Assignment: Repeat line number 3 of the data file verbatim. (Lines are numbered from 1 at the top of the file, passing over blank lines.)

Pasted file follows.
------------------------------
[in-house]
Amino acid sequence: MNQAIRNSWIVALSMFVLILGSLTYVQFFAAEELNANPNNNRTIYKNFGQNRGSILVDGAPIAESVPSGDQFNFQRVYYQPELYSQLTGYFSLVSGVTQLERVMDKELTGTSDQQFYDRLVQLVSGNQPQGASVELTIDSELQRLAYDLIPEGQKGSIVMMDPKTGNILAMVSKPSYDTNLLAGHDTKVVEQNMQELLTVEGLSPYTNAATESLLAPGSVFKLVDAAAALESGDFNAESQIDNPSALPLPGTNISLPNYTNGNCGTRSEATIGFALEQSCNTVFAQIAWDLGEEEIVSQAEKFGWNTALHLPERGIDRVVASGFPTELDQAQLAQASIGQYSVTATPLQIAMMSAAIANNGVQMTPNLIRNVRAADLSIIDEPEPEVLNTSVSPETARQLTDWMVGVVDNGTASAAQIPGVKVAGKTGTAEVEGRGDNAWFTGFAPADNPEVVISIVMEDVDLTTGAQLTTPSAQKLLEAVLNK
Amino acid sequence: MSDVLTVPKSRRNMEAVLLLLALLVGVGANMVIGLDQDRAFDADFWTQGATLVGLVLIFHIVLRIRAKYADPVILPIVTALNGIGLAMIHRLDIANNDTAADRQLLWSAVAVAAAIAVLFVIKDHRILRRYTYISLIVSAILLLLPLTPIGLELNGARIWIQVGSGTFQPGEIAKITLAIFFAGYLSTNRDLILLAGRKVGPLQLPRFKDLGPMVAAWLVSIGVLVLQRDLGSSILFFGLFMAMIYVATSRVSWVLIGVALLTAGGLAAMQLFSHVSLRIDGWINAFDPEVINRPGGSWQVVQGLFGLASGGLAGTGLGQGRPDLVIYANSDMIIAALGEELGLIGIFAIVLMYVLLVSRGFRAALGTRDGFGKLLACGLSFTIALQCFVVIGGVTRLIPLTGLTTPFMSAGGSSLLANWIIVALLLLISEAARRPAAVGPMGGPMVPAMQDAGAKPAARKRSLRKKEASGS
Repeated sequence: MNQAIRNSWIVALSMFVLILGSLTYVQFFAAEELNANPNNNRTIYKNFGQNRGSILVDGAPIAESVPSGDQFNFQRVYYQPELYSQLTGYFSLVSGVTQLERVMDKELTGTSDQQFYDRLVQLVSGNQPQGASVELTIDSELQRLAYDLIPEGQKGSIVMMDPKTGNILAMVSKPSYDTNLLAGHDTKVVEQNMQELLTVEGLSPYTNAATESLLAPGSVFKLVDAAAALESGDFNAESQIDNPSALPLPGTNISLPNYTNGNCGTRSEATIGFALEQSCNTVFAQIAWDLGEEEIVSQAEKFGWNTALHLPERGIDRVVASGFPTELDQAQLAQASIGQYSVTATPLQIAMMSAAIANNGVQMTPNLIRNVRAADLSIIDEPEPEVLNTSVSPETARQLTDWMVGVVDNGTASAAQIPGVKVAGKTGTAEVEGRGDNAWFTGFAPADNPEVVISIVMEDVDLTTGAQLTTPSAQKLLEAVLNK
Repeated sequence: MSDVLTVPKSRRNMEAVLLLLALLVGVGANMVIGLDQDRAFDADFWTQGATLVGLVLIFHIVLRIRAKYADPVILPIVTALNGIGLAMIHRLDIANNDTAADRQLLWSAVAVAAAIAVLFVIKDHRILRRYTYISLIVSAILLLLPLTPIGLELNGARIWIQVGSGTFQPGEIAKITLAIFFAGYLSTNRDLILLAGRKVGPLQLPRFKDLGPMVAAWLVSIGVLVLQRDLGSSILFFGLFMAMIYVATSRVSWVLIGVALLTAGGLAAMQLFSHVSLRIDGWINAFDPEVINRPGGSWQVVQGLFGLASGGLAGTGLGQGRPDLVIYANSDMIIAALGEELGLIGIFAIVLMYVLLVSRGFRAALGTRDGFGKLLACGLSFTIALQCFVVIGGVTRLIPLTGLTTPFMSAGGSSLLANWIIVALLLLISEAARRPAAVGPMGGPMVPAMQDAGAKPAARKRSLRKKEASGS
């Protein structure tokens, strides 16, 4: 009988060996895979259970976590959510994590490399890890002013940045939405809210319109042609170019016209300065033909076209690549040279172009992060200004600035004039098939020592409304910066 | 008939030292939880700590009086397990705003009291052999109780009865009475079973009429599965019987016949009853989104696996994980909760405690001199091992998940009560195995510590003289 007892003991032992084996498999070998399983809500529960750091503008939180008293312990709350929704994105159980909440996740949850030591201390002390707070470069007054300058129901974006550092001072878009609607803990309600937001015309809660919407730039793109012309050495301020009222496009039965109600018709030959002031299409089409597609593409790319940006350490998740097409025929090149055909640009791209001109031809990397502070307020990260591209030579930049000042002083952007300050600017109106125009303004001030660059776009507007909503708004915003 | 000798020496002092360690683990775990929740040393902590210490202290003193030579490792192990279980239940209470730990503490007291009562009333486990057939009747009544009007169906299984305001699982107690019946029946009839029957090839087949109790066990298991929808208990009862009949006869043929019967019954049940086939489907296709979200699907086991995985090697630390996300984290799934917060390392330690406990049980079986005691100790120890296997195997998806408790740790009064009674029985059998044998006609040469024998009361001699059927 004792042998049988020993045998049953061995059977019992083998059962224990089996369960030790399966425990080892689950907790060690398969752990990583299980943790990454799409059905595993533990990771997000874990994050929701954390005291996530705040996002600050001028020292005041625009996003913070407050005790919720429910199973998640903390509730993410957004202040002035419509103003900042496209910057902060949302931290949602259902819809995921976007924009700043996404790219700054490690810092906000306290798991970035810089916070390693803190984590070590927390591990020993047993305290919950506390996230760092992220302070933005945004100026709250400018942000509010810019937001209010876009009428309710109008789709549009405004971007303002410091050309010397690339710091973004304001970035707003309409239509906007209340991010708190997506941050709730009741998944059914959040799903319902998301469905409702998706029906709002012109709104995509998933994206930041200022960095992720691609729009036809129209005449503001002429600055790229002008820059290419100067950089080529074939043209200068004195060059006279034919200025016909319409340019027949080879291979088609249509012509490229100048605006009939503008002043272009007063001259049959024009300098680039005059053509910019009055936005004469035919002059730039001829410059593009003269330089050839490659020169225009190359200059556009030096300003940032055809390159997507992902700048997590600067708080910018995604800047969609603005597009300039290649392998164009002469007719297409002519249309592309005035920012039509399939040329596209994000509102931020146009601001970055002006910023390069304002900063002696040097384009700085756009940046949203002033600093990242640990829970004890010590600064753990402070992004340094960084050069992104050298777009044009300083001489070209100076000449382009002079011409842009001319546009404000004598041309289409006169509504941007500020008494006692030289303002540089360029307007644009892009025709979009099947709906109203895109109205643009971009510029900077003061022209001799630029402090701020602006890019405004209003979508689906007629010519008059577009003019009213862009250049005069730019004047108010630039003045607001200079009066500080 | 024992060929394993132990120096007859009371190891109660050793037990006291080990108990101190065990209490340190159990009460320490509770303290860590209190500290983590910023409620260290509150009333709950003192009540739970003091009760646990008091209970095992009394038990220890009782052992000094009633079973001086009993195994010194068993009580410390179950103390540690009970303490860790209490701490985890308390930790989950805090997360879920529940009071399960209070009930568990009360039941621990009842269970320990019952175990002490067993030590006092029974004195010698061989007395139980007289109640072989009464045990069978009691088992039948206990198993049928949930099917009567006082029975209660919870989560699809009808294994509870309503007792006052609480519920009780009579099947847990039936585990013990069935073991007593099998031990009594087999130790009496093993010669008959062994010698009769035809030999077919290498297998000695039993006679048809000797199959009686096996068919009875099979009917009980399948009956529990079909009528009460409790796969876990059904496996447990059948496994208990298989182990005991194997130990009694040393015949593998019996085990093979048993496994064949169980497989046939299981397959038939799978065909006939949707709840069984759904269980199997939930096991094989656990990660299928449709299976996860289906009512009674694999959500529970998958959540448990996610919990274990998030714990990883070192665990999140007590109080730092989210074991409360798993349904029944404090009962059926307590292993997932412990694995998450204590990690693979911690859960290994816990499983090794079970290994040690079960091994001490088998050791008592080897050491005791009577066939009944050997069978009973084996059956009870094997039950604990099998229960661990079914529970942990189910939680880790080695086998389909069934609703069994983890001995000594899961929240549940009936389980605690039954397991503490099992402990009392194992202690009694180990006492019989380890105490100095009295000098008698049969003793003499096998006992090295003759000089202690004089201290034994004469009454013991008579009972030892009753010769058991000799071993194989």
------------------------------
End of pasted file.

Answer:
Amino acid sequence: MSDVLTVPKSRRNMEAVLLLLALLVGVGANMVIGLDQDRAFDADFWTQGATLVGLVLIFHIVLRIRAKYADPVILPIVTALNGIGLAMIHRLDIANNDTAADRQLLWSAVAVAAAIAVLFVIKDHRILRRYTYISLIVSAILLLLPLTPIGLELNGARIWIQVGSGTFQPGEIAKITLAIFFAGYLSTNRDLILLAGRKVGPLQLPRFKDLGPMVAAWLVSIGVLVLQRDLGSSILFFGLFMAMIYVATSRVSWVLIGVALLTAGGLAAMQLFSHVSLRIDGWINAFDPEVINRPGGSWQVVQGLFGLASGGLAGTGLGQGRPDLVIYANSDMIIAALGEELGLIGIFAIVLMYVLLVSRGFRAALGTRDGFGKLLACGLSFTIALQCFVVIGGVTRLIPLTGLTTPFMSAGGSSLLANWIIVALLLLISEAARRPAAVGPMGGPMVPAMQDAGAKPAARKRSLRKKEASGS